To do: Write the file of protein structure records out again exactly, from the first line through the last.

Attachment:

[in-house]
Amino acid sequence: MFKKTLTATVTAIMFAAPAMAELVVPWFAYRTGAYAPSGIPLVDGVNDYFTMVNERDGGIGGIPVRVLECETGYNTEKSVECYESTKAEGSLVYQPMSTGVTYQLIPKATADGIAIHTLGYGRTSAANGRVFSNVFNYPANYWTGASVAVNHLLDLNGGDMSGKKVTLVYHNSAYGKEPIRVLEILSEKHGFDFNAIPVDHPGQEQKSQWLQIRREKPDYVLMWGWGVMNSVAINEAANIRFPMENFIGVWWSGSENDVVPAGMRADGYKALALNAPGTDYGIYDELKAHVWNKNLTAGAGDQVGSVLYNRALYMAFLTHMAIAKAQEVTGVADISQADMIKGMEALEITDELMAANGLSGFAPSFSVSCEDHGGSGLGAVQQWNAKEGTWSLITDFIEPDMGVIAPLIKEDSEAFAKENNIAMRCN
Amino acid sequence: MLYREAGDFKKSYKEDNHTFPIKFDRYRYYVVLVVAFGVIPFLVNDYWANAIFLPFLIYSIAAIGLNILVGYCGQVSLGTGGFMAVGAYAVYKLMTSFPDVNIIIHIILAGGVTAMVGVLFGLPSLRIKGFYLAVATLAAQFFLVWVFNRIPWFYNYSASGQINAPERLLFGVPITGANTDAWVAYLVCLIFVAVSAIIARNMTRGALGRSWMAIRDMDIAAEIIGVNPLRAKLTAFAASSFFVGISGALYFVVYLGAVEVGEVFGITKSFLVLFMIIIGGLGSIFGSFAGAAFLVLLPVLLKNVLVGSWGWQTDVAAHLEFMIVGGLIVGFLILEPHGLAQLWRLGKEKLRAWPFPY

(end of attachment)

[in-house]
Amino acid sequence: MFKKTLTATVTAIMFAAPAMAELVVPWFAYRTGAYAPSGIPLVDGVNDYFTMVNERDGGIGGIPVRVLECETGYNTEKSVECYESTKAEGSLVYQPMSTGVTYQLIPKATADGIAIHTLGYGRTSAANGRVFSNVFNYPANYWTGASVAVNHLLDLNGGDMSGKKVTLVYHNSAYGKEPIRVLEILSEKHGFDFNAIPVDHPGQEQKSQWLQIRREKPDYVLMWGWGVMNSVAINEAANIRFPMENFIGVWWSGSENDVVPAGMRADGYKALALNAPGTDYGIYDELKAHVWNKNLTAGAGDQVGSVLYNRALYMAFLTHMAIAKAQEVTGVADISQADMIKGMEALEITDELMAANGLSGFAPSFSVSCEDHGGSGLGAVQQWNAKEGTWSLITDFIEPDMGVIAPLIKEDSEAFAKENNIAMRCN
Amino acid sequence: MLYREAGDFKKSYKEDNHTFPIKFDRYRYYVVLVVAFGVIPFLVNDYWANAIFLPFLIYSIAAIGLNILVGYCGQVSLGTGGFMAVGAYAVYKLMTSFPDVNIIIHIILAGGVTAMVGVLFGLPSLRIKGFYLAVATLAAQFFLVWVFNRIPWFYNYSASGQINAPERLLFGVPITGANTDAWVAYLVCLIFVAVSAIIARNMTRGALGRSWMAIRDMDIAAEIIGVNPLRAKLTAFAASSFFVGISGALYFVVYLGAVEVGEVFGITKSFLVLFMIIIGGLGSIFGSFAGAAFLVLLPVLLKNVLVGSWGWQTDVAAHLEFMIVGGLIVGFLILEPHGLAQLWRLGKEKLRAWPFPY